[mks_pullquote align=”left” width=”300″ size=”24″ bg_color=”#ffffff” txt_color=”#000000″]Her character goes from likable to determined to straight-on physically imposing to verbally assaulting.[/mks_pullquote]Throughout it all, McCarthy delivers a tour-de-force performance. It’s quite remarkable the range of emotions that her character is required to experience. Her character goes from likable to determined to straight-on physically imposing to verbally assaulting. Unlike Identity Thief, which lacked restraint and nuance, McCarthy’s Susan Cooper is milder and genuinely cares about what other people think of her. At her core lies a people-pleaser. But events outside of her control challenge Cooper to reinvent herself. When McCarthy finally goes beast-mode with her head-butting, take no prisoners’ rage, it’s earned and consistent with the character’s masquerade and unleashing of her true talent as a field agent. Yet, for all of McCarthy’s strengths as a verbal and physical comedic actor, it is her emotional core that leaves you rooting for her to succeed. Despite her desire to avenge Fine’s murder, it is her loyalty, love, decency, and courage that drives her. In the end, she accidentally awakens her inner strength and self-worth.
[mks_pullquote align=”right” width=”300″ size=”24″ bg_color=”#ffffff” txt_color=”#000000″]McCarthy and Byrne’s scenes together are so cruel and over-the-top hilarious that the insult humor is like a never-ending series of sucker punches with very little recovery time in-between them.[/mks_pullquote]There are several high points in this film. McCarthy and Byrne’s scenes together are so cruel and over-the-top hilarious that the insult humor is like a never-ending series of sucker punches with very little recovery time in-between them. Perhaps the biggest laugh for me was the comedic absurdity and timing of McCarthy pushing a henchman backwards off a balcony and impaling him on a railing below. The scene is shocking and thrilling. The vomit that McCarthy’s character piles on the courses as she reacts in horror to the impaling is something that Mel Brooks would appreciate.
[mks_pullquote align=”left” width=”300″ size=”24″ bg_color=”#ffffff” txt_color=”#000000″]Paul Feig understands comedy and understands humanity. He has an uncanny ability to delver jabs and yuks from all his characters without robbing them of their dignity.[/mks_pullquote]Spy is subtle in both identifying its target and pulverizing it. Apparently Feig learned from his previous collaboration with McCarthy, “The Heat”, which wore its righteous gender politics on its sleeve. McCarthy and Bullock had their moments as they tackled the male-dominated buddy-comedy tradition, but as a whole film, it lacked the signature delights of Feig/McCarthy collaborations; heart and smarts. Action-comedy is not easy. There are more failures and noble efforts than successes. The film has to be funny and it has to be thrilling, and the two have to be threaded together into a coherent and congruent tapestry of a film. An action-comedy film can go wrong in so many ways. Too much stand-up, and it’s an extended SNL skit dressed up with explosions and chaos. Too little humor, and you often have an action-film actor trying to quip one-liners after a brutal kill that often falls flat and also kills the tone of the film.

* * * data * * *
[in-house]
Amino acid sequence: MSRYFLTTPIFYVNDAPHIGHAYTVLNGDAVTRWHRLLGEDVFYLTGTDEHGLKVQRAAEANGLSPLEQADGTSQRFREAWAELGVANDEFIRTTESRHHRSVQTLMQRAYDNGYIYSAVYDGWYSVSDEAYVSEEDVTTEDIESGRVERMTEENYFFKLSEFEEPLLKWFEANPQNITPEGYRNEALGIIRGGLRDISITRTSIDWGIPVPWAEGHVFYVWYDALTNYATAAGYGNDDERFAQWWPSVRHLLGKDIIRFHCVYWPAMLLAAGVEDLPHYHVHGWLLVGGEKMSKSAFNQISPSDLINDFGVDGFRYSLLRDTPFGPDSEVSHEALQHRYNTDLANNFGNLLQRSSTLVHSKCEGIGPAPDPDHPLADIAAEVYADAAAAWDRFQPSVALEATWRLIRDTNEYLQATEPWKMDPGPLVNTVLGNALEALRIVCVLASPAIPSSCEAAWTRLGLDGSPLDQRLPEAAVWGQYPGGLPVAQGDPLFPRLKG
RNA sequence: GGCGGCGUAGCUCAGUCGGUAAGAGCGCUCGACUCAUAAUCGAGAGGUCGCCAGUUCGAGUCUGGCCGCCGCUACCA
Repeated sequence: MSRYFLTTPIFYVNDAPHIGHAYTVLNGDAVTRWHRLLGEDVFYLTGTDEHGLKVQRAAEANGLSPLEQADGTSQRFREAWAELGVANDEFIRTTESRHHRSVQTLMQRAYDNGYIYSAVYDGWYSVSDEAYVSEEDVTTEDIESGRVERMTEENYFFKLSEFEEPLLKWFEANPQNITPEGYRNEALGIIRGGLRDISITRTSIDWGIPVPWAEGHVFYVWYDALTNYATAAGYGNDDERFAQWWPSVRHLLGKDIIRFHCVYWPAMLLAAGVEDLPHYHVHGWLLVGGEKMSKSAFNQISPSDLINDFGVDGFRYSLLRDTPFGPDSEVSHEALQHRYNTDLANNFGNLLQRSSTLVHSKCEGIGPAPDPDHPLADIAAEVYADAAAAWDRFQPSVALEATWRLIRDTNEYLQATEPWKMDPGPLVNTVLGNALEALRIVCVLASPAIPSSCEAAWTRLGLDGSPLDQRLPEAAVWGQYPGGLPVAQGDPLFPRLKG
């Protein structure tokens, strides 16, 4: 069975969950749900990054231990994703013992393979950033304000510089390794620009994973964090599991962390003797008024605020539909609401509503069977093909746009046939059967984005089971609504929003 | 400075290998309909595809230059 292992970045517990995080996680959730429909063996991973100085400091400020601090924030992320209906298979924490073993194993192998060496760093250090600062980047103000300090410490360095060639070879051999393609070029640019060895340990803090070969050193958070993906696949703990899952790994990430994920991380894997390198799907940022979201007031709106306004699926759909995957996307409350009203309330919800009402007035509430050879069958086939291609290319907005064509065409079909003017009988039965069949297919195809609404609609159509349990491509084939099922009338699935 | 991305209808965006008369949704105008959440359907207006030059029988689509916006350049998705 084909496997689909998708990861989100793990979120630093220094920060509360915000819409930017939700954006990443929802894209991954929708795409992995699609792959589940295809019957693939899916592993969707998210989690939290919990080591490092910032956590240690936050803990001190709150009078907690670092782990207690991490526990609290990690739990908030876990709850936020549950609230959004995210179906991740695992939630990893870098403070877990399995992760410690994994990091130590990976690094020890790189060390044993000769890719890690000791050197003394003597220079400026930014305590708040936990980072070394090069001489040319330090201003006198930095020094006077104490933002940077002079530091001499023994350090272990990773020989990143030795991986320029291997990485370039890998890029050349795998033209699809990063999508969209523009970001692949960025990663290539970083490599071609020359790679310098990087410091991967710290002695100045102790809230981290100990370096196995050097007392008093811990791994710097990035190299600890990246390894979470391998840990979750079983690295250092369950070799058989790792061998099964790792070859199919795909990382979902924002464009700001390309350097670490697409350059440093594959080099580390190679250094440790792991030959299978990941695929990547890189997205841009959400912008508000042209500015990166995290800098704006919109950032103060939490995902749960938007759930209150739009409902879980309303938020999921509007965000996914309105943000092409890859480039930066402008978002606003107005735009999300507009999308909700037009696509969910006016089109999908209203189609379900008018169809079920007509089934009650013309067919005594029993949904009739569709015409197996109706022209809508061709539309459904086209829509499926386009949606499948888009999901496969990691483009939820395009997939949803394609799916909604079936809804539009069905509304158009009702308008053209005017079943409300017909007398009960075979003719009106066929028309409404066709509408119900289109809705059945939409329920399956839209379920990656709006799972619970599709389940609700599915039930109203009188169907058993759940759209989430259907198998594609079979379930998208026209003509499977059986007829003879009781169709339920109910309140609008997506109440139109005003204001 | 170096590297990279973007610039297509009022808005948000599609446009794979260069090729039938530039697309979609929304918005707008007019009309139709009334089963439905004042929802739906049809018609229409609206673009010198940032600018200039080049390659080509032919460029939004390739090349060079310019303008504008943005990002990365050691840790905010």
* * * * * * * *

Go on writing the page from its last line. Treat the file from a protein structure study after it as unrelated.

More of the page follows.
Paul Feig understands comedy and understands humanity. I will always hold him in high regard for his television show Freaks and Geeks (which is my favorite show of all-time). He has an uncanny ability to delver jabs and yuks from all his characters without robbing them of their dignity. Think about it. He and McCarthy navigate the delicate boundaries of encouraging us to laugh at fat-lady jokes (why else make them funny?) while also critiquing the audience and a culture that finds it inoffensive to view women as invisible or second-class. Feig also knows how to be economical with humor. I don’t know if I laughed as often as I normally do with successful comedies, but when I laughed, I laughed hard and for a long time afterwards.
Feig and McCarthy are at the top of their craft. If their collaboration in Spy is a sign of things to come, their all-female remake of Ghostbusters is going to be a delight. Until then, enjoy and appreciate Spy, a true summer treat.
Rating: R (for language throughout, violence, and some sexual content including brief graphic nudity)
Directed By: Paul Feig
Written By: Paul Feig
In Theaters: Jun 5, 2015 Wide
Runtime: 1 hr. 57 min.